In the battle of environmentalists against business that began years ago in the United States, one of its latest victims is Birmingham, Alabama, coal mine owner Ronnie Bryant. During a recent public hearing in Birmingham — called to consider whether to place a coal mine near a river that serves as a source of drinking water for parts of the Birmingham metro area — Bryant heard accusations by an overflowing crowd that businesses in the area were polluting the drinking water and causing cancer. Though both state environmental officials and mine operators asserted that the mine would not pose a threat to the drinking water, environmentalists contended that it would.
Although the reviews on the new Captain America movie have been good, according to us afficiandoes of the Golden and Silver ages of comic books, it would be very strange, but very welcome, if Hollywood took the next logical step and made a second Captain America film which showed his fight against Communism. It was easy, during the Second World War, to create gruesome and nasty stereotypes of Nazi and Japanese military and political leaders. The nastiness of Hitler and the gruesomeness of the Rape of Nanking were all too real. But comics, of course, avoided all reference to the nastiness and gruesomeness of our “ally,” Uncle Joe [Stalin] or the unbelievable brutality of the Soviets towards everyone: Germans, of course; allies like Rumanians and Hungarians; but also victims of Nazi aggression like Poles and Czechs; and finally to the Soviet subjects and the Red Army itself. Captain America could fight Baron Zemo and Red Skull and other fictional fiends, but the Holodomor of the Ukrainian people or the tens of millions consigned to slow death in the Gulag were invisible in the Golden Age of comics.
In an effort to draw national attention to the federal government's intrusion into the everyday lives of its citizens, Oklahoman Kaye Beach has elected to take on the system. She refused to renew her driver’s license in protest of not only forced biometric enrollment — having her information shared with corporations and government agencies — but also the influence of international organizations on U.S. policies and laws. Her actions have initiated a full-fledged legal battle. According to the Constitutional Alliance, an organization supporting Beach’s case, she was recently cited for driving with an expired license in Norman, Oklahoma, reportedly because she felt that being forced to renew her driver’s license with biometric information was a violation of her constitutional rights.
Item: “The White House is negotiating new vehicle mileage and emissions standards with carmakers, labour unions and environmental groups, proposing rules that would sharply cut petrol bills for US drivers and put domestic manufacturers on a par with those in Europe and Asia,” reported London’s Financial Times for July 4. Item: The New York Times for July 4 said, “Depending of the stringency of the standard, the deal could also reduce global warming emissions by millions of tons a year and cut oil imports by billions of barrels over the life of the program, cornerstones of President Obama’s energy policy.” Correction: The government may be promising us a Rose Garden, but what it actually will deliver is a patch of painful thorns.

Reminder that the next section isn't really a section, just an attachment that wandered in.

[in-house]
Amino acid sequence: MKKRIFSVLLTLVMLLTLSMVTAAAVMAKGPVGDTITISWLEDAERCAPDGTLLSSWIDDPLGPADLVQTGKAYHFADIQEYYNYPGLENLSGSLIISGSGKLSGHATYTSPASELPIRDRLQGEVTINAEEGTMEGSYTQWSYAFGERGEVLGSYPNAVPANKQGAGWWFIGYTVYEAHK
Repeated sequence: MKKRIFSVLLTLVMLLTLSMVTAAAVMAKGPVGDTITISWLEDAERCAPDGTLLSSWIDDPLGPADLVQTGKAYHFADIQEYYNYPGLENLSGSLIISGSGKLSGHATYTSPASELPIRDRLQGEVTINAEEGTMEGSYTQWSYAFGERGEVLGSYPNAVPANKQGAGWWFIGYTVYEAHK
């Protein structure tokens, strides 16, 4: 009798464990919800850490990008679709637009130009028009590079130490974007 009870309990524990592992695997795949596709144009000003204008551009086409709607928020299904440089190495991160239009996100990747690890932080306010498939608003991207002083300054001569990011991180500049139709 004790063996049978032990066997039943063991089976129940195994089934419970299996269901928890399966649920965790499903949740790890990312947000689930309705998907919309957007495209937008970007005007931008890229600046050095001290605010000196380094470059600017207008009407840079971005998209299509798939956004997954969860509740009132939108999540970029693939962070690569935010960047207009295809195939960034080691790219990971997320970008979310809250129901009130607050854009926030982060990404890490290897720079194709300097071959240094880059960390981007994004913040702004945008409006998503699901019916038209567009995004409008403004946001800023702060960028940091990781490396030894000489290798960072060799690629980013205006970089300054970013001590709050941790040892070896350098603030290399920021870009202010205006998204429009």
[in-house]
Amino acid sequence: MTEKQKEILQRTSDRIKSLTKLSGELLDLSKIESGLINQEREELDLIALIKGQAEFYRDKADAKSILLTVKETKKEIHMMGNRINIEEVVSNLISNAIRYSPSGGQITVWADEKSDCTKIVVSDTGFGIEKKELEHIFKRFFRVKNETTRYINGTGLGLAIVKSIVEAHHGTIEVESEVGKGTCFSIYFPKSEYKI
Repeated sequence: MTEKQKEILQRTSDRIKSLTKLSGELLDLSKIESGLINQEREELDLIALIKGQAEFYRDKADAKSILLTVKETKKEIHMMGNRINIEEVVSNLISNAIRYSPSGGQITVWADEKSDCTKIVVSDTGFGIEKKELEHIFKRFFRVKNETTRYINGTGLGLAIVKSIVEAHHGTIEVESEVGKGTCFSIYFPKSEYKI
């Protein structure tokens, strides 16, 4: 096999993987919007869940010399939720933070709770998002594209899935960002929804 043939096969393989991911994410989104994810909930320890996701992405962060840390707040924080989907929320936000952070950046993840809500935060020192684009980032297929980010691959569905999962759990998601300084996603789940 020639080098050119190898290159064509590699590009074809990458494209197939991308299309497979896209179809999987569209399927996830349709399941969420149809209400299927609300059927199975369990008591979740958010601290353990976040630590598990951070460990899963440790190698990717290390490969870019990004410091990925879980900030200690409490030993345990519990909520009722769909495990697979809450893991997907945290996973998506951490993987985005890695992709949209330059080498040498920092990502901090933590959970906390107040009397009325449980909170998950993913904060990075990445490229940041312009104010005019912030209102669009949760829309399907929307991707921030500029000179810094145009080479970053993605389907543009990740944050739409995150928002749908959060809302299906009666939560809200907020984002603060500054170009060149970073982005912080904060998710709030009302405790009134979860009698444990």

According to President Barack Obama, Franklin D. Roosevelt, long regarded as a free-spending President, was actually “fiscally conservative.” What’s more, said Obama, Roosevelt’s “austerity” hampered the economic recovery being wrought by the New Deal, leading to a downturn in 1937 — a warning to leaders who think now is the time to begin slashing federal spending. Obama offered this analysis of FDR’s alleged fiscal conservatism during the course of a July 22 town hall meeting at the University of Maryland, reports CNSNews.com. Said the President: “FDR comes in, he tries all these things with the New Deal; but FDR, contrary to myth, was pretty fiscally conservative.”
According to no less a source than Forbes magazine, a U.S. default is no longer a question of if. It’s when. In a July 23 article, Forbes’ Addison Wiggin warned readers not to get caught holding U.S. dollars when the United States government defaults — again.  
When we hear about the implantation of human genes in animals, it may conjure up images right out of the story The Island of Dr. Moreau. Of course, present-day experiments of this kind take a more modest form, such as the Chinese’s introduction of human stem cells into goat fetuses or U.S. scientists’ proposal to create a mouse infused with human brain cells. Yet the possibility that H.G. Wells’ nightmare could one day be made reality is troubling some researchers, prompting them to ask for new regulations governing the humanization of animals. Writes Reuters: